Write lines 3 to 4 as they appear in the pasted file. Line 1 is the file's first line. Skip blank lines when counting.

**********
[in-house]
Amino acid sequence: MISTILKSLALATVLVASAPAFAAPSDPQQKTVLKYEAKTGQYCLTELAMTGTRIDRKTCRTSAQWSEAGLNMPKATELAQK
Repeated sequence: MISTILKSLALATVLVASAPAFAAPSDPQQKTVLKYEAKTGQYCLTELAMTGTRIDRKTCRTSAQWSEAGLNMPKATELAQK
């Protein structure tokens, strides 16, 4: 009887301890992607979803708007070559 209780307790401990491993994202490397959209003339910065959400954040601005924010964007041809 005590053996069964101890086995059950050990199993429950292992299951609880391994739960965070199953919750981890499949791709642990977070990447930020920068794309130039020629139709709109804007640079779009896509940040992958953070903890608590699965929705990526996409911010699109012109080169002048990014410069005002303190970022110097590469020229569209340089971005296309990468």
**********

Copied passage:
Repeated sequence: MISTILKSLALATVLVASAPAFAAPSDPQQKTVLKYEAKTGQYCLTELAMTGTRIDRKTCRTSAQWSEAGLNMPKATELAQK
């Protein structure tokens, strides 16, 4: 009887301890992607979803708007070559 209780307790401990491993994202490397959209003339910065959400954040601005924010964007041809 005590053996069964101890086995059950050990199993429950292992299951609880391994739960965070199953919750981890499949791709642990977070990447930020920068794309130039020629139709709109804007640079779009896509940040992958953070903890608590699965929705990526996409911010699109012109080169002048990014410069005002303190970022110097590469020229569209340089971005296309990468």